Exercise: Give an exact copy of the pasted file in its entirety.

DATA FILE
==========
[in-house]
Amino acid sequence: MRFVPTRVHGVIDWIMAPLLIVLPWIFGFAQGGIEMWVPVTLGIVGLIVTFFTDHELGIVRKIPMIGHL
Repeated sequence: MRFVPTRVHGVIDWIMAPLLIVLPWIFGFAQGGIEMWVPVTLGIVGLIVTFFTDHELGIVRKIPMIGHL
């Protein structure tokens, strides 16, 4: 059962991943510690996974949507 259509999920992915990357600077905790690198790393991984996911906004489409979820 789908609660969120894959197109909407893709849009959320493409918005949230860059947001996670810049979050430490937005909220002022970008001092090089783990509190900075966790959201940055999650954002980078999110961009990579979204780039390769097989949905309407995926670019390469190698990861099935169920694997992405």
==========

[in-house]
Amino acid sequence: MRFVPTRVHGVIDWIMAPLLIVLPWIFGFAQGGIEMWVPVTLGIVGLIVTFFTDHELGIVRKIPMIGHL
Repeated sequence: MRFVPTRVHGVIDWIMAPLLIVLPWIFGFAQGGIEMWVPVTLGIVGLIVTFFTDHELGIVRKIPMIGHL
């Protein structure tokens, strides 16, 4: 059962991943510690996974949507 259509999920992915990357600077905790690198790393991984996911906004489409979820 789908609660969120894959197109909407893709849009959320493409918005949230860059947001996670810049979050430490937005909220002022970008001092090089783990509190900075966790959201940055999650954002980078999110961009990579979204780039390769097989949905309407995926670019390469190698990861099935169920694997992405």